Word of the Month: “Ponderous”

Like a lot of writers, I tend to gravitate toward a word that I find interesting, and then use it ad nauseum. Lately I have been labeling anything I find to be slow moving or boring “ponderous,” particularly if it is attempting to express an intellectual construct, even unsuccessfully. This paragraph, for example, is ponderous.

I’m also really liking the word “plodding” lately.

Tonight I was reading about my favorite author when I was 16, Richard Bach. As is my habit, I let the internet take me places, and I eventually landed on the YouTube video of the movie Jonathan Livingston Seagull, the movie that was so terrible that Richard Bach himself actually sued the studio in an attempt to prevent its release.

Ponderous, plodding, pensive, pedantic, doggerel and niggardly, this is how I looked when I was about 16.
Ponderous, plodding, pensive, pedantic, doggerel and niggardly, this is how I looked when I was about 16.

But I was blissfully unaware of this intrigue at 16, and as a sensitive teen I became enamored of the Neil Diamond soundtrack to the movie, which was in Dad’s record collection, between The Carpenters and The Ray Conniff Singers. In November of 1979, I listened to the soundtrack over and over and, with the brilliance of magical thinking that resides in all sensitive teens, believed that it made me seem deep and interesting, and that that red-haired girl would fall for me if I just thought about her a little harder.

I know. It sounds idiotic to normals like you, but I’ll bet that someone in my audience did the exact same thing only with irrelevantly different details.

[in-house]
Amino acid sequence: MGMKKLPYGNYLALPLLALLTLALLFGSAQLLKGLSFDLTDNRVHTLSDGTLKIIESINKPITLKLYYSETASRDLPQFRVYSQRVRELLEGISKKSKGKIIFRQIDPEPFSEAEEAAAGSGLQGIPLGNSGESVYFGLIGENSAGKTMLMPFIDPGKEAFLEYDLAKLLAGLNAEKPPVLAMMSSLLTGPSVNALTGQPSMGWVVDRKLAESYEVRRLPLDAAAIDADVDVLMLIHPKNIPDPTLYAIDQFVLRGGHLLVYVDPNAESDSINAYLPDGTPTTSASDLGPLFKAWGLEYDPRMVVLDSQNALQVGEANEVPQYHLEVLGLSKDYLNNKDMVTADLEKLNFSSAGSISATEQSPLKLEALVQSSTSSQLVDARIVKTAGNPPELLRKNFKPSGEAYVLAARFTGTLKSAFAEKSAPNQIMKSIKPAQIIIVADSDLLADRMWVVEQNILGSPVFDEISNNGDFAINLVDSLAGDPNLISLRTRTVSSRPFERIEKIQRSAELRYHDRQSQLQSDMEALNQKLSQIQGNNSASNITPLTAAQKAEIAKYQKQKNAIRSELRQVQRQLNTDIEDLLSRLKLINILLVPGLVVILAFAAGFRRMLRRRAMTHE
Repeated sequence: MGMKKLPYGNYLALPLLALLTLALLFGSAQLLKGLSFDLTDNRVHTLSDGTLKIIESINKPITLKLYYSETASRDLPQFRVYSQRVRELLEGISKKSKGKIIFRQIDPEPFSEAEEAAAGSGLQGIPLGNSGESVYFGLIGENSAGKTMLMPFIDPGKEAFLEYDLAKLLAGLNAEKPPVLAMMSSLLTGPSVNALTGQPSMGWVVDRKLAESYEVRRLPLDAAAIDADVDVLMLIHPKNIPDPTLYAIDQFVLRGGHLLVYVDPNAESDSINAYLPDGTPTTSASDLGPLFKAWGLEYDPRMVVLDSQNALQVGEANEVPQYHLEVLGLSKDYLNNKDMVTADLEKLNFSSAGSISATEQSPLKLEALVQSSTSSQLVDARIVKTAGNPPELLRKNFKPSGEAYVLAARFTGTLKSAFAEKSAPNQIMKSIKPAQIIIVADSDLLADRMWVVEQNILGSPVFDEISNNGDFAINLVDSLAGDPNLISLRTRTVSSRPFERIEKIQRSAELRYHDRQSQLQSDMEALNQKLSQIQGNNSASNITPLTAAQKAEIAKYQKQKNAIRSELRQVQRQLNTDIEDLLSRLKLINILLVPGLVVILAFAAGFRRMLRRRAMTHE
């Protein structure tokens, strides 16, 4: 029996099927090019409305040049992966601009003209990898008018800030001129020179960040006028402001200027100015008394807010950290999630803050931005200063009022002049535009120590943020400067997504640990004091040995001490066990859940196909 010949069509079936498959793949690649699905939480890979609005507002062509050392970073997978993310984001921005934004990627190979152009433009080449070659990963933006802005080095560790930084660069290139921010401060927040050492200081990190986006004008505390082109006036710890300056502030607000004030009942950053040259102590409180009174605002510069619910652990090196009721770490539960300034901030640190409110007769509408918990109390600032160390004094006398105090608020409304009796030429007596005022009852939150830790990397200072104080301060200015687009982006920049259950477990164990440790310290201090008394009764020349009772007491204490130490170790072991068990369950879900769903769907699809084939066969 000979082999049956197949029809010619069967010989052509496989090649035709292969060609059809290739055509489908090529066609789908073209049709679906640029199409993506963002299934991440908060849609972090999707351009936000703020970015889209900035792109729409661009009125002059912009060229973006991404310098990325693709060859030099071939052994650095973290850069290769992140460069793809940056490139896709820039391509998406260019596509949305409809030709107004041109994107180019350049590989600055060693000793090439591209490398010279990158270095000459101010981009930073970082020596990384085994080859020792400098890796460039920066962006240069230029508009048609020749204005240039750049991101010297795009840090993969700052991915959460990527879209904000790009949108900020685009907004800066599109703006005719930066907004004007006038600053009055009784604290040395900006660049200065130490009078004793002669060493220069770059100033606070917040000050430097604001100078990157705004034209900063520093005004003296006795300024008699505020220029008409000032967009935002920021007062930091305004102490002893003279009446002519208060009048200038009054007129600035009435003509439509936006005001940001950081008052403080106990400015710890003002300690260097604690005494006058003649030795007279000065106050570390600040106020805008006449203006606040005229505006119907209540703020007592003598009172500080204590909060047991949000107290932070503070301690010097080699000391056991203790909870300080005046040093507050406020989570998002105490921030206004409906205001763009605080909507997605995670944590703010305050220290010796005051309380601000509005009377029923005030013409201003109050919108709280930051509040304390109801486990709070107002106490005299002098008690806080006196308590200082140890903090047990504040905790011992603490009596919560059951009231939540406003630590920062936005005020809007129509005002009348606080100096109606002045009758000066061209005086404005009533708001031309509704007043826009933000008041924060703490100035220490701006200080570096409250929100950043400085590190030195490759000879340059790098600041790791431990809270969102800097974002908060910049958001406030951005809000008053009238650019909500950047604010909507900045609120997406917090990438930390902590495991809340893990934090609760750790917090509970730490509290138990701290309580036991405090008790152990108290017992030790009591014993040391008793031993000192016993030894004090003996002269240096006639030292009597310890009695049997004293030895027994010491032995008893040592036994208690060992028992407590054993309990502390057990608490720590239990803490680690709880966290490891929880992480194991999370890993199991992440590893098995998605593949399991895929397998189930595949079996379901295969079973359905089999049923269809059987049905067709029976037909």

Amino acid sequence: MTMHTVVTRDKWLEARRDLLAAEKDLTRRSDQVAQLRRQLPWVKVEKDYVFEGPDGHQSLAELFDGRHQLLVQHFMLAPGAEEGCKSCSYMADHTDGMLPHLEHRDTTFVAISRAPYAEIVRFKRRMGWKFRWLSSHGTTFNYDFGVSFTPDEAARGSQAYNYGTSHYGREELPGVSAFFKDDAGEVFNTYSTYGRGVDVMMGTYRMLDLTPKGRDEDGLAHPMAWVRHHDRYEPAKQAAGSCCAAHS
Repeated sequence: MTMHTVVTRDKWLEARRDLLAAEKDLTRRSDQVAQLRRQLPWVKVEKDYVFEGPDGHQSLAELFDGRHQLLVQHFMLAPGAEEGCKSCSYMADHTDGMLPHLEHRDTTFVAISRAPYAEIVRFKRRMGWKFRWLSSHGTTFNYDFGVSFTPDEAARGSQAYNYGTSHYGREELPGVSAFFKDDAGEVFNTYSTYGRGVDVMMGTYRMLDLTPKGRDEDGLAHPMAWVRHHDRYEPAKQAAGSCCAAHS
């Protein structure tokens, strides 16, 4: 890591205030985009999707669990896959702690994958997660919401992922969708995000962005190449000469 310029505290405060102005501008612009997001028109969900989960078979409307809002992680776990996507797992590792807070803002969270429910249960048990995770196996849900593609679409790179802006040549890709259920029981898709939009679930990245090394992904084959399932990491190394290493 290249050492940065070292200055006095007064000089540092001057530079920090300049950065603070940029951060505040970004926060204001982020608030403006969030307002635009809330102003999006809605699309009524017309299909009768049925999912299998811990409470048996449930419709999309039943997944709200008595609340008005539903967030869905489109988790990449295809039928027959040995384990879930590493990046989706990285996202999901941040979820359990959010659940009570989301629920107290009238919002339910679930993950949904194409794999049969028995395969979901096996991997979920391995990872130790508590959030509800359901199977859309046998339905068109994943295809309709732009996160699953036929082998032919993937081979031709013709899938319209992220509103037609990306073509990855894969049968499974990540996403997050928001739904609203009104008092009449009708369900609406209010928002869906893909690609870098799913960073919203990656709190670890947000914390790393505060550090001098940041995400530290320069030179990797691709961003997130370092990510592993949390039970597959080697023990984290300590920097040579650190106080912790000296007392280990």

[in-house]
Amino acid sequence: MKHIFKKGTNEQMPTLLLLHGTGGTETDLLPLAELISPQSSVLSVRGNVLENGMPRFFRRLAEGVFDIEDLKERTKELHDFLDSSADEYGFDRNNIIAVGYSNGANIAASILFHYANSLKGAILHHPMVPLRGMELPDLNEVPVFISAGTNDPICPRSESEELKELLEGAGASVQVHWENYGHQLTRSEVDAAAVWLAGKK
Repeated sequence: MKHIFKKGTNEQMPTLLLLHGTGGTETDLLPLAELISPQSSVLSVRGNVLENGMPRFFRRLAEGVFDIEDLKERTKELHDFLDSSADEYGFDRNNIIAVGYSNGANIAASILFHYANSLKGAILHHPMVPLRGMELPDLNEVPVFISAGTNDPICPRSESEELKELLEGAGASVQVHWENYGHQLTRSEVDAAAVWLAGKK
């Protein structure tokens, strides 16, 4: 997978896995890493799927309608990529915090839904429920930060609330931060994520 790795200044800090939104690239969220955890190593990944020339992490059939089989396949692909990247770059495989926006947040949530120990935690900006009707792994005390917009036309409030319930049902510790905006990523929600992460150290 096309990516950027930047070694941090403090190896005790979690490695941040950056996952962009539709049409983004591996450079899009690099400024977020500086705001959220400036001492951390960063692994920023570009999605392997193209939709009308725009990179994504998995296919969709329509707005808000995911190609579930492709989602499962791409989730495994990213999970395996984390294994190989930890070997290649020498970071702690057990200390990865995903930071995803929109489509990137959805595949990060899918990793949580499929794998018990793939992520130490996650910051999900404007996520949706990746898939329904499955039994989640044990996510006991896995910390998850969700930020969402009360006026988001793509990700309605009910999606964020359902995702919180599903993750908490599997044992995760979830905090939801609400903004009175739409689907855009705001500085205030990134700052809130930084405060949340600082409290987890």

As an adult, and an experienced one at that, I now view such indulgences as fruitless and derivative. But when I was 16, it was all real and it was my entire world.

What does this mean? Does it say that all sensitive teens are idiots? Does it say that the shallowest film and music has the potential to shape the lives of millions of young people? Or was it all just a paranoid adolescent fantasy I conjured to attract the attention of one good-looking but vapid high school girl?

I have to admit that when I hear that music, even in the context of that awful movie (which I still haven’t watched in its entirety), I am viscerally drawn to those days in 1979, with my head on the phone on the floor, making a complete fool of myself, confessing what I thought at the time was love to a girl who, at the time, I thought merited it. It does. It takes me back to that moment.

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5 Comments

  1. I too occasionally remember or relearn words that I then repeat ponderously.

    I have not, however, watched that movie, read that book, or fell in love with that girl. Especially not in 1979. :-)

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  2. It would be a mistake to say that I fell in love with her, since she was such a shallow bitch, and remains one to this day. I fell in obsession.

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  3. Your boyhood would be a great movie. When you write it and you get to the part about us, I prefer to not be a composite character with the above mentioned chick. But either way, I still want an invite to the premier.

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  4. As I read this I am struck with the now perhaps the unconscious craft with which you write. Sentiment and clarity abound like old friends. Thank you for you for your consistent and developed expressions. This work is a prime example of an artist rising.

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